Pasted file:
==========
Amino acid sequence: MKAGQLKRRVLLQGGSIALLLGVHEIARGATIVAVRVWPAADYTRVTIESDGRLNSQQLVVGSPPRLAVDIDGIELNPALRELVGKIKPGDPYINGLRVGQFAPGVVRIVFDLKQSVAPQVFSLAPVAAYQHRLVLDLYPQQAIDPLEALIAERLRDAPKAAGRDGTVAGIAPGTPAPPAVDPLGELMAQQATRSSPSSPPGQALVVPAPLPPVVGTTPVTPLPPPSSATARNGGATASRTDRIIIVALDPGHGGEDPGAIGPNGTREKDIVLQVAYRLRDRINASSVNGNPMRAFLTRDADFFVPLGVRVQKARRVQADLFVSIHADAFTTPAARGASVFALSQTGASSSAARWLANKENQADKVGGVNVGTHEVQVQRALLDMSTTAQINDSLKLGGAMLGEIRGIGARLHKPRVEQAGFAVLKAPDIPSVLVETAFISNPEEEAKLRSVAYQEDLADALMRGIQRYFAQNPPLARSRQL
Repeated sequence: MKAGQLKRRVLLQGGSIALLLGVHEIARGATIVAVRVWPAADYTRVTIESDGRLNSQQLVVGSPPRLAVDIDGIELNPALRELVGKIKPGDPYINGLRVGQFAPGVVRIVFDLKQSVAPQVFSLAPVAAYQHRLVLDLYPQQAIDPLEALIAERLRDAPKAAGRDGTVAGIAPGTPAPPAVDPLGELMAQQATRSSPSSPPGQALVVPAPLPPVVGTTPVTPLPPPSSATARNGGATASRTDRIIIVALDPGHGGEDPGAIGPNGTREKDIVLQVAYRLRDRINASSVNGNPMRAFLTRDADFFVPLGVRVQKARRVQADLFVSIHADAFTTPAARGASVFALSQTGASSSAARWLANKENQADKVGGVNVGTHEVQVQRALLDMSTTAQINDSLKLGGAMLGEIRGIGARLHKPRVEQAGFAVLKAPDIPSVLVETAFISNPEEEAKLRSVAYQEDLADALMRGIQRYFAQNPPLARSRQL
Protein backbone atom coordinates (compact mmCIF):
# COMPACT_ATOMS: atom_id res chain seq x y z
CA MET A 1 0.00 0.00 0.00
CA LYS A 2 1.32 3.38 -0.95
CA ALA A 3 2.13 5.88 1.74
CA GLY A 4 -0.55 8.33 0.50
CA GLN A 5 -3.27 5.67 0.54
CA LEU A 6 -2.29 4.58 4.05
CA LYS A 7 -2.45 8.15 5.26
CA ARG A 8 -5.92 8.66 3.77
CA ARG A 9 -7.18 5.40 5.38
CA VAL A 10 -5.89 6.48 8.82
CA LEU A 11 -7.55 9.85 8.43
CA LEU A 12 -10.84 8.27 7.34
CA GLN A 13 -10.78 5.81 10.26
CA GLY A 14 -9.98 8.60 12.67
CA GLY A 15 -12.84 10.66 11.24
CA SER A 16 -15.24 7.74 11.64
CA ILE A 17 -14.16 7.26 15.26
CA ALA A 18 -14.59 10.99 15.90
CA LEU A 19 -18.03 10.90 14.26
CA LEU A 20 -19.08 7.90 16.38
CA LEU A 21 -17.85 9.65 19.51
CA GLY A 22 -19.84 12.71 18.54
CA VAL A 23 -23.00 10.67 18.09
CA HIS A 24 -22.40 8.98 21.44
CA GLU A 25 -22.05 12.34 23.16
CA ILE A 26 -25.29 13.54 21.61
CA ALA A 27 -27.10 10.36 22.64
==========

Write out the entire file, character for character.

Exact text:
Amino acid sequence: MKAGQLKRRVLLQGGSIALLLGVHEIARGATIVAVRVWPAADYTRVTIESDGRLNSQQLVVGSPPRLAVDIDGIELNPALRELVGKIKPGDPYINGLRVGQFAPGVVRIVFDLKQSVAPQVFSLAPVAAYQHRLVLDLYPQQAIDPLEALIAERLRDAPKAAGRDGTVAGIAPGTPAPPAVDPLGELMAQQATRSSPSSPPGQALVVPAPLPPVVGTTPVTPLPPPSSATARNGGATASRTDRIIIVALDPGHGGEDPGAIGPNGTREKDIVLQVAYRLRDRINASSVNGNPMRAFLTRDADFFVPLGVRVQKARRVQADLFVSIHADAFTTPAARGASVFALSQTGASSSAARWLANKENQADKVGGVNVGTHEVQVQRALLDMSTTAQINDSLKLGGAMLGEIRGIGARLHKPRVEQAGFAVLKAPDIPSVLVETAFISNPEEEAKLRSVAYQEDLADALMRGIQRYFAQNPPLARSRQL
Repeated sequence: MKAGQLKRRVLLQGGSIALLLGVHEIARGATIVAVRVWPAADYTRVTIESDGRLNSQQLVVGSPPRLAVDIDGIELNPALRELVGKIKPGDPYINGLRVGQFAPGVVRIVFDLKQSVAPQVFSLAPVAAYQHRLVLDLYPQQAIDPLEALIAERLRDAPKAAGRDGTVAGIAPGTPAPPAVDPLGELMAQQATRSSPSSPPGQALVVPAPLPPVVGTTPVTPLPPPSSATARNGGATASRTDRIIIVALDPGHGGEDPGAIGPNGTREKDIVLQVAYRLRDRINASSVNGNPMRAFLTRDADFFVPLGVRVQKARRVQADLFVSIHADAFTTPAARGASVFALSQTGASSSAARWLANKENQADKVGGVNVGTHEVQVQRALLDMSTTAQINDSLKLGGAMLGEIRGIGARLHKPRVEQAGFAVLKAPDIPSVLVETAFISNPEEEAKLRSVAYQEDLADALMRGIQRYFAQNPPLARSRQL
Protein backbone atom coordinates (compact mmCIF):
# COMPACT_ATOMS: atom_id res chain seq x y z
CA MET A 1 0.00 0.00 0.00
CA LYS A 2 1.32 3.38 -0.95
CA ALA A 3 2.13 5.88 1.74
CA GLY A 4 -0.55 8.33 0.50
CA GLN A 5 -3.27 5.67 0.54
CA LEU A 6 -2.29 4.58 4.05
CA LYS A 7 -2.45 8.15 5.26
CA ARG A 8 -5.92 8.66 3.77
CA ARG A 9 -7.18 5.40 5.38
CA VAL A 10 -5.89 6.48 8.82
CA LEU A 11 -7.55 9.85 8.43
CA LEU A 12 -10.84 8.27 7.34
CA GLN A 13 -10.78 5.81 10.26
CA GLY A 14 -9.98 8.60 12.67
CA GLY A 15 -12.84 10.66 11.24
CA SER A 16 -15.24 7.74 11.64
CA ILE A 17 -14.16 7.26 15.26
CA ALA A 18 -14.59 10.99 15.90
CA LEU A 19 -18.03 10.90 14.26
CA LEU A 20 -19.08 7.90 16.38
CA LEU A 21 -17.85 9.65 19.51
CA GLY A 22 -19.84 12.71 18.54
CA VAL A 23 -23.00 10.67 18.09
CA HIS A 24 -22.40 8.98 21.44
CA GLU A 25 -22.05 12.34 23.16
CA ILE A 26 -25.29 13.54 21.61
CA ALA A 27 -27.10 10.36 22.64